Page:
The daylight hours are increasing, but cool nights and rain continue to remind us we are still in winter. My insides gravitate toward the warmth of soups and stews. This hearty pot roast takes some time, but is totally worth it. This blend of meat and vegetables calls for an equally impressive blend of hearty red wine from a local vintner.

Hearty Pot Roast

2 1/2 lb. bottom round, beef shoulder or tri-tip, cut into 1-inch chunks

1/3 c. all-purpose flour

1/4 tsp. salt

1/8 tsp. black pepper

1/4 c. canola oil

1 onion, peeled and cut into 1/4-inch thick lengthwise slices

2 medium carrots, peeled and cut diagonally into 1-inch pieces

2 stalks celery, sliced

3 to 4 c. water

1 lb. Roma tomatoes, coarsely chopped

1/2 c. hearty red wine

2 bay leaves

1 tsp. dried marjoram

10 black peppercorns


1 lb. green beans, trimmed and cut diagonally into 1-inch pieces

1 lb. Russet potatoes, cut into 1/2 inch chunks

Cut beef into 1-inch chunks. Mix the flour with salt and pepper, and dredge the beef chunks in the flour mixture.

Heat 2 tablespoons canola oil in a large heavy skillet over medium-high heat. When the oil is hot, but not quite smoking, brown the beef on all sides until the pieces turn an even rich color, about 8 to 10 minutes.

Transfer the meat to a plate. Add the other 2 tablespoons canola oil, the onions, carrots and celery, to the skillet and cook, stirring frequently, until the vegetables are lightly browned, about 4 minutes. Deglaze the skillet with 1/4 cup of the water and stir, scraping up any browned bits. Remove the skillet from the heat.

Place the beef, onions, carrots, and their cooking juices in a 12-quart stockpot. Add the tomatoes, the wine, and enough of the remaining water to cover. Make a bouquet garni with the bay leaves, marjoram and peppercorns in cheesecloth, add to stew and bring to a boil. Lower the heat to medium, partially cover the pot and simmer until meat is tender, 1 1/2 hours, stirring occasionally to prevent the meat from sticking to the bottom of the pot.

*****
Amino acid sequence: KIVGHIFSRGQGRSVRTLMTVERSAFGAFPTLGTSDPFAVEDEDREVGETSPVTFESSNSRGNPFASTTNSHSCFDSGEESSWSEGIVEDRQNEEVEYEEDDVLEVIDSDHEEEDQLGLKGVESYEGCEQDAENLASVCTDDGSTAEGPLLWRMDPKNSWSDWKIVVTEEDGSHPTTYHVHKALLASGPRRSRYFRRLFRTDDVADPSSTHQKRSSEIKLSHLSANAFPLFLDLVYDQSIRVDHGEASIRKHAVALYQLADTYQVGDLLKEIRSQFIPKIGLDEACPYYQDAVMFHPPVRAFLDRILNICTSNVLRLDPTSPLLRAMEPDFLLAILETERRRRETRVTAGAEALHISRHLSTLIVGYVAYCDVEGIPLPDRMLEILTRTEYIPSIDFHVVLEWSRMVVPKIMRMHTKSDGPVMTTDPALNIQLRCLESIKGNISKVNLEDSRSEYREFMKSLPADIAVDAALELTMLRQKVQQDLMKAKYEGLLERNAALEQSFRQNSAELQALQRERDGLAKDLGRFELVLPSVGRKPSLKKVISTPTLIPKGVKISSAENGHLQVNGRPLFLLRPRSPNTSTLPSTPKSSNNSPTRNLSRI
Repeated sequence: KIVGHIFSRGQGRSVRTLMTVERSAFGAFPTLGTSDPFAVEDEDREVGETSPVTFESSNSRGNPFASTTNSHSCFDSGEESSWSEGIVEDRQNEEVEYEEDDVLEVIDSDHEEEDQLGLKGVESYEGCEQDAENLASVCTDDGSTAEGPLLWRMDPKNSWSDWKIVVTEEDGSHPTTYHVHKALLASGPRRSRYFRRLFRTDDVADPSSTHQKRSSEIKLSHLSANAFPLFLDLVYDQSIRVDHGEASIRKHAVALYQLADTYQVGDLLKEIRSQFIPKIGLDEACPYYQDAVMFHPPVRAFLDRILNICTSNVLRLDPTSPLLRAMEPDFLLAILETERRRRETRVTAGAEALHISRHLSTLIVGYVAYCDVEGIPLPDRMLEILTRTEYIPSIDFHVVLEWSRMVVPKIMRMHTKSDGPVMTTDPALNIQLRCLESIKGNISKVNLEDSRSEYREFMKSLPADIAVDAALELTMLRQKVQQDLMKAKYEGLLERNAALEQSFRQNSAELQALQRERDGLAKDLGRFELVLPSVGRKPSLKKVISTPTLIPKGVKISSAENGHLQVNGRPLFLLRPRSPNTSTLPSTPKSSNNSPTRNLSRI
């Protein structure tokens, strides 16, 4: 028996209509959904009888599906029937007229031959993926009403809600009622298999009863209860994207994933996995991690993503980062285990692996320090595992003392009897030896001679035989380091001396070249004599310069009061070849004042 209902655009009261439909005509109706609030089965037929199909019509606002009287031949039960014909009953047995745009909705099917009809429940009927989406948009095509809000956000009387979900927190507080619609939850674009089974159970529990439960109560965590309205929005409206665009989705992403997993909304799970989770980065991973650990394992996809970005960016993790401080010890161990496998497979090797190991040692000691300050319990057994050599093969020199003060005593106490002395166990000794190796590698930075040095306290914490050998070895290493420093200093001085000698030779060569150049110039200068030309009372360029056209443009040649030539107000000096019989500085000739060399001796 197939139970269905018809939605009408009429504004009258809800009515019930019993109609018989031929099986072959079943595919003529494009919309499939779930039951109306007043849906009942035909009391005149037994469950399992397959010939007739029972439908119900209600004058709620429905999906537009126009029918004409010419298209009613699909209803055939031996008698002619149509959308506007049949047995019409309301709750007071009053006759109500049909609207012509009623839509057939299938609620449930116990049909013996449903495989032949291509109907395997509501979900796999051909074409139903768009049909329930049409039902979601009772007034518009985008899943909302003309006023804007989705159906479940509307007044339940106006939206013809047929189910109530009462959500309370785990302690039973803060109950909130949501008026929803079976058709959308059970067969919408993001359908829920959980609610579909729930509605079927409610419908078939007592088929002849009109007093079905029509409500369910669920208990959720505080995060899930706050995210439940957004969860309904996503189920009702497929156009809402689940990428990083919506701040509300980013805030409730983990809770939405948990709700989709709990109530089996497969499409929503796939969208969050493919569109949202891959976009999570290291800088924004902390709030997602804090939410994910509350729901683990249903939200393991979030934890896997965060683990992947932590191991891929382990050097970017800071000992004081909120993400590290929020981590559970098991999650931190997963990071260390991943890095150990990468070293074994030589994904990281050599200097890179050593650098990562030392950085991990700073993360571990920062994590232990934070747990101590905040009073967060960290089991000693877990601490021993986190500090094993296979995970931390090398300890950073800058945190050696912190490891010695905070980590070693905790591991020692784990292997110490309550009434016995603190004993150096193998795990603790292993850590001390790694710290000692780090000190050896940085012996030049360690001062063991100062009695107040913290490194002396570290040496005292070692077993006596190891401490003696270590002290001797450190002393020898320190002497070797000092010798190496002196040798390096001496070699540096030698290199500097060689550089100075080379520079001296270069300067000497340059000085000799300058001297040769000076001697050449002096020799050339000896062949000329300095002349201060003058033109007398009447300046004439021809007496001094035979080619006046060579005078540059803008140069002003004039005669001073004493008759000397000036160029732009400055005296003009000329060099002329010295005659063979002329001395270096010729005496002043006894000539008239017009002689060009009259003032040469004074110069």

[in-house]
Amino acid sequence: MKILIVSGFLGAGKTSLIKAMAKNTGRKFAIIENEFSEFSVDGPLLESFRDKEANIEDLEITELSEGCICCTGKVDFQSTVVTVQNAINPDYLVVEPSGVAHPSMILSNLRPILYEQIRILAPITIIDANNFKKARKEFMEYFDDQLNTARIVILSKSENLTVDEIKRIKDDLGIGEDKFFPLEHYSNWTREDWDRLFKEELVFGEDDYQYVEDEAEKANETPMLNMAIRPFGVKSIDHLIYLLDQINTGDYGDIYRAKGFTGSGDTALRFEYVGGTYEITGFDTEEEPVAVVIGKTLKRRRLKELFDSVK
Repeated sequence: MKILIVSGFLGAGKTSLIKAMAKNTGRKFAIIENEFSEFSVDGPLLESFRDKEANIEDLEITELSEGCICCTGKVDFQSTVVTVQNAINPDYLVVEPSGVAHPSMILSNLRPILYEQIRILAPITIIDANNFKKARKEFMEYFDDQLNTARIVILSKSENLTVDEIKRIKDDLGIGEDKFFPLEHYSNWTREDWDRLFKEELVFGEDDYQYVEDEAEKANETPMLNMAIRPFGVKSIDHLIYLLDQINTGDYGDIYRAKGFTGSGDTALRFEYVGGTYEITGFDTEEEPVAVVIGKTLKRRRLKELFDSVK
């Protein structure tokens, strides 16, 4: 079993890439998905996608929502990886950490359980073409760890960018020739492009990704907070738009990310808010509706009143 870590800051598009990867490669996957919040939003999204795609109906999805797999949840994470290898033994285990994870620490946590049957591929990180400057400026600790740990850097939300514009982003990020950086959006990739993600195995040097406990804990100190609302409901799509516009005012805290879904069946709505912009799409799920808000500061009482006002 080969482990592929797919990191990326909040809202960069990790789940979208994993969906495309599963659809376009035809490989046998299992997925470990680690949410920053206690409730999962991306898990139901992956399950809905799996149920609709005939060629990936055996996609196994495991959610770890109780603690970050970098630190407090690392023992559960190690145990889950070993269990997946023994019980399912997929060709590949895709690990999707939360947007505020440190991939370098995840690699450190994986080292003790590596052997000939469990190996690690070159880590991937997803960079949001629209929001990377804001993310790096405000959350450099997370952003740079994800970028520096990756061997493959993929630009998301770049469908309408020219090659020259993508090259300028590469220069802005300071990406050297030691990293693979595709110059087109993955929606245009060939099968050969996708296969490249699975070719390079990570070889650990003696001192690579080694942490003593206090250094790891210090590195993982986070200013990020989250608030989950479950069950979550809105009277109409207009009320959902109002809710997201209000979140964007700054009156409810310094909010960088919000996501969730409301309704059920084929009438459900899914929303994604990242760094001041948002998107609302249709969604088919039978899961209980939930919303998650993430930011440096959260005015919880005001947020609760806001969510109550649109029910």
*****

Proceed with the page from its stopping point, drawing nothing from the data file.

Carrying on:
Add the green beans and potatoes, stirring them into the stew. If the stew is very thick, add more water, as the mixture should be liquid enough to cook the beans and potatoes. Continue cooking, partially covered, until the potatoes are tender, about 30 to 45 minutes. Adjust seasoning to taste.

Pair this hearty dish with Bridlewood’s 2014 Blend 175. A well-balanced expression of the Central Coast region, Blend 175 is comprised of syrah, grenache, petite sirah and viognier. This full-bodied wine’s dark, jammy fruit flavors and rich, soft tannins are framed nicely by notes of sweet oak, culminating in a graceful, lingering finish. Legend has it that the original Blend 175 was named for the 175 blends their winemaker put together before he found it worthy.


John David Finley is a freelance writer and author of the cookbook, "Sacred Meals from our Family Table," which features Santa Barbara County wines. He can be reached at